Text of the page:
Summary: Jesus warns his followers about "gheenna," often translated Hell. This week we will look at the three words for Hell in the Bible. The terms and their interpretation reflect various schools of thought over time. No matter how you slice it, there is death and judgment. I have rarely encountered a topic where I have had as much trouble wrapping my hands around it. This blog summary does not achieve "Summa", but rather gives one a general map of the territory.
Christians translate three Greek words as "Hell."
αδης ("hades") The first word for Hell is hades (Hebrew: Sheol). Interestingly, only the King James translates this word as Hell; most leave it as Sheol or Hades. It normally refers to the house of souls after death, rather than a place of judgment. Let's be clear, it is not a place you or I want to be, but it is not the home of Satan with fiery demons.
Basically, there are two helpful ways to understand Hades/Sheol. The first is that is a warehouse of souls (a la purgatory). So for example:
Psalm 138:8: If I ascend to heaven, you are there; if I make my bed in Sheol, you are there.
Ecclesiastes 9:10 Whatever your hand finds to do, do with your might; for there is no work or thought or knowledge or wisdom in Sheol, to which you are going.
The problem with this understanding is that you get a universal soul sleep, without judgment or resurrection.
The other way to understand Hades/Sheol is simply as "the grave." So for example:
Genesis 37:35 "All his sons and all his daughters sought to comfort Jacob; but he refused to be comforted, and said, "No, I shall go down to Sheol to my son, mourning." Thus his father bewailed him."
Jonah 2:2 "I called to the LORD out of my distress, and he answered me; out of the belly of Sheol I cried, and you heard my voice."
In this sense, Hades/Sheol may have nothing to do with souls, simply the place where the body exists after death. The theologian is then free to discuss the judgement and resurrection of souls. This solution creates another dilemma though, in that you have separated bodies and souls, something rather foreign to the Hebrew mind.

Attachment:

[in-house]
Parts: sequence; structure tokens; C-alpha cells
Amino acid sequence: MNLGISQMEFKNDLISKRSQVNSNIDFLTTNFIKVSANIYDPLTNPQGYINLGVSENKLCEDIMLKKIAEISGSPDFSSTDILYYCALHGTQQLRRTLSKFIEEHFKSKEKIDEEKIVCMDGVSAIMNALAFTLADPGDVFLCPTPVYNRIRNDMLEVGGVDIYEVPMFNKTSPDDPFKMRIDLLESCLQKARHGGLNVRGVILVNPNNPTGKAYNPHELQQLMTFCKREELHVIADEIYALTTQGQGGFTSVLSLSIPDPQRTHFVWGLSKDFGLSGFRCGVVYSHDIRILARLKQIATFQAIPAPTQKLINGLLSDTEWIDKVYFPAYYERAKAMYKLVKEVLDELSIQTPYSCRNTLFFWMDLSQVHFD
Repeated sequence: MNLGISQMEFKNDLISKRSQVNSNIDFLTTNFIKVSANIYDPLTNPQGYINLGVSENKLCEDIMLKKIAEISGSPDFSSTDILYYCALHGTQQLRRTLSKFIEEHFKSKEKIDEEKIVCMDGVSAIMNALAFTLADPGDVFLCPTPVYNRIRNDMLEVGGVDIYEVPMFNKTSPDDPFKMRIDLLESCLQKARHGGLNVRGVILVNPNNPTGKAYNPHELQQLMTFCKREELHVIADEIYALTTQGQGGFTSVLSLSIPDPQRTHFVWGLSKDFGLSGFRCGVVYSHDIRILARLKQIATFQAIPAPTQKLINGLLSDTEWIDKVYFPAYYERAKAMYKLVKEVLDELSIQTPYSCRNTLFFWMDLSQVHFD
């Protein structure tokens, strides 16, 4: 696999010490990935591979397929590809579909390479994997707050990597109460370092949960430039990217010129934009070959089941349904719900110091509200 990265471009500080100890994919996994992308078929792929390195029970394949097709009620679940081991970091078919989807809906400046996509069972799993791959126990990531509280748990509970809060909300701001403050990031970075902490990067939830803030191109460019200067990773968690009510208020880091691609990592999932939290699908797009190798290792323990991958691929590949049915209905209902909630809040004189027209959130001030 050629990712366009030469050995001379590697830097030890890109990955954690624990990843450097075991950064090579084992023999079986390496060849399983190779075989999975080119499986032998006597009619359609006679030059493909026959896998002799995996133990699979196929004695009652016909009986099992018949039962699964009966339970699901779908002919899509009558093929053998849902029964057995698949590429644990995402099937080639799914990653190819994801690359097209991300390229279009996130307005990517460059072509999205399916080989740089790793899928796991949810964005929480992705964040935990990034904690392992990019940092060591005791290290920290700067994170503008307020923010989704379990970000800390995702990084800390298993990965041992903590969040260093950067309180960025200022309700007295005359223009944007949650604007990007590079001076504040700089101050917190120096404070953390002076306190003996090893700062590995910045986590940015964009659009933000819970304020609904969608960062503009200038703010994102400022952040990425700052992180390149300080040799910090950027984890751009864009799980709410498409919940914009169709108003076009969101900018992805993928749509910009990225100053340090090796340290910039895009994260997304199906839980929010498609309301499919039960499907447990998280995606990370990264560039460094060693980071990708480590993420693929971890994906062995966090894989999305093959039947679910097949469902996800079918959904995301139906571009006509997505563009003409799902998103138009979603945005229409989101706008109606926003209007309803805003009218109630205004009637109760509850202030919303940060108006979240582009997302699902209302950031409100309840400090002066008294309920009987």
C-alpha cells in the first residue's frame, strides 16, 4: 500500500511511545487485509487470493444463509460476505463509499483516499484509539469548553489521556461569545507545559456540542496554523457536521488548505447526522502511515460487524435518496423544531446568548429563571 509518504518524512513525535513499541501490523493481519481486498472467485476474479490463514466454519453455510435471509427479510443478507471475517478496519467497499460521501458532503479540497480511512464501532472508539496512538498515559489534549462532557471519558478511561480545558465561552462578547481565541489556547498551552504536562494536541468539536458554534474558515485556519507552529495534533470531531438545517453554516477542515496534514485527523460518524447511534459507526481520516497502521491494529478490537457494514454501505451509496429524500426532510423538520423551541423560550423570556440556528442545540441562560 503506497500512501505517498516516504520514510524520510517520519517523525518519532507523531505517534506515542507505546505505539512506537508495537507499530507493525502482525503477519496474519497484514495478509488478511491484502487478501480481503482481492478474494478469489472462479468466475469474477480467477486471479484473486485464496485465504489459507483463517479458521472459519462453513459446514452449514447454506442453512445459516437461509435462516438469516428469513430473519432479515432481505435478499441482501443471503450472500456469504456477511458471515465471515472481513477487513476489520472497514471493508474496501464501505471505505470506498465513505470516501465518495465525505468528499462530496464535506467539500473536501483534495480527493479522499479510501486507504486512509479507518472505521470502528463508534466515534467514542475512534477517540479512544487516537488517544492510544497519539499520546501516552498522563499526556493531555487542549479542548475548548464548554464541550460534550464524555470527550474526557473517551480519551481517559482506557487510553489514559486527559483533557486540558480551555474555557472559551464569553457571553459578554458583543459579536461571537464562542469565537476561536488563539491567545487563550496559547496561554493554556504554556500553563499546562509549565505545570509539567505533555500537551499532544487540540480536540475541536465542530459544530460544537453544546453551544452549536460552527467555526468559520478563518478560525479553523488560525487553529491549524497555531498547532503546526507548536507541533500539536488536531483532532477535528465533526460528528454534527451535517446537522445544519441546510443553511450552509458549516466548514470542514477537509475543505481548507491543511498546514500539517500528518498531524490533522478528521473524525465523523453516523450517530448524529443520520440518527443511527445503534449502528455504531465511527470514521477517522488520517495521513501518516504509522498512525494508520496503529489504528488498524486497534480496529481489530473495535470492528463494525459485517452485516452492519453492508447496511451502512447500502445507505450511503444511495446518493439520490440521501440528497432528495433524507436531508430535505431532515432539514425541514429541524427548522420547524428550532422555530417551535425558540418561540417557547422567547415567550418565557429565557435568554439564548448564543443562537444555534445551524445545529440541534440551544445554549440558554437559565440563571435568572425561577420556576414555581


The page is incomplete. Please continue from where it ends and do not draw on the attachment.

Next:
So, Hades in the OT remains problematic! It is clear that the Old Testament ideas about the afterlife changed over time. There never emerged in the Old Testament, however, the idea that Hades/Sheol was a place solely of fiery judgment, the location of sinners after death. Everyone went to Sheol. It wasn't until much later (Isaiah 25-27) that you get the idea that God will defeat death and raise the righteous up to life.
The New Testament turns Hades into a darker place, with a bit more judgment associated with it. For example:
Luke 16:23: "In Hades, where he was being tormented, he looked up and saw Abraham far away with Lazarus by his side.
In Matthew, Jesus even declares the gates of Hades to be the enemy of the church! (16:18)
Finally, in Revelation, Hades will be consumed, and it will give over the dead for judgment.
To summarize: Hades refers to the place the dead go to await judgment. Besides one brief mention in Luke, it is not a place of judgment, much less fiery judgment. It is not seen as the home of devils and demons. The Bible leaves open the idea that Hades/Sheol might be a two tiered place, of pain but also bliss, awaiting resurrection; the Bible also leaves open the idea that Hades/Sheol might be understood literally and metaphorically as the grave, without much connotation of the soul's current or final destiny. Either one presents a systematics challenge.